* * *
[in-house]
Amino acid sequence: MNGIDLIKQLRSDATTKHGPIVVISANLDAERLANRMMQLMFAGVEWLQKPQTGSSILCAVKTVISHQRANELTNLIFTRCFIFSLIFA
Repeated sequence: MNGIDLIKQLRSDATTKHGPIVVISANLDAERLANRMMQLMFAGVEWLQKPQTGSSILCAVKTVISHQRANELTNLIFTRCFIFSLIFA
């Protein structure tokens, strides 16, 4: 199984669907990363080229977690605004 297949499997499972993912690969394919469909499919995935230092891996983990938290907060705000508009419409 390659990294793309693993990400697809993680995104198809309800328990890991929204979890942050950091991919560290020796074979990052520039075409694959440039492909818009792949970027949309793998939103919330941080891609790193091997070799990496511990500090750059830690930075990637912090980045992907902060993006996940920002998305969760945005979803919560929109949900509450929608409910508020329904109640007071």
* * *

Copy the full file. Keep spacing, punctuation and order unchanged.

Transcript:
[in-house]
Amino acid sequence: MNGIDLIKQLRSDATTKHGPIVVISANLDAERLANRMMQLMFAGVEWLQKPQTGSSILCAVKTVISHQRANELTNLIFTRCFIFSLIFA
Repeated sequence: MNGIDLIKQLRSDATTKHGPIVVISANLDAERLANRMMQLMFAGVEWLQKPQTGSSILCAVKTVISHQRANELTNLIFTRCFIFSLIFA
């Protein structure tokens, strides 16, 4: 199984669907990363080229977690605004 297949499997499972993912690969394919469909499919995935230092891996983990938290907060705000508009419409 390659990294793309693993990400697809993680995104198809309800328990890991929204979890942050950091991919560290020796074979990052520039075409694959440039492909818009792949970027949309793998939103919330941080891609790193091997070799990496511990500090750059830690930075990637912090980045992907902060993006996940920002998305969760945005979803919560929109949900509450929608409910508020329904109640007071």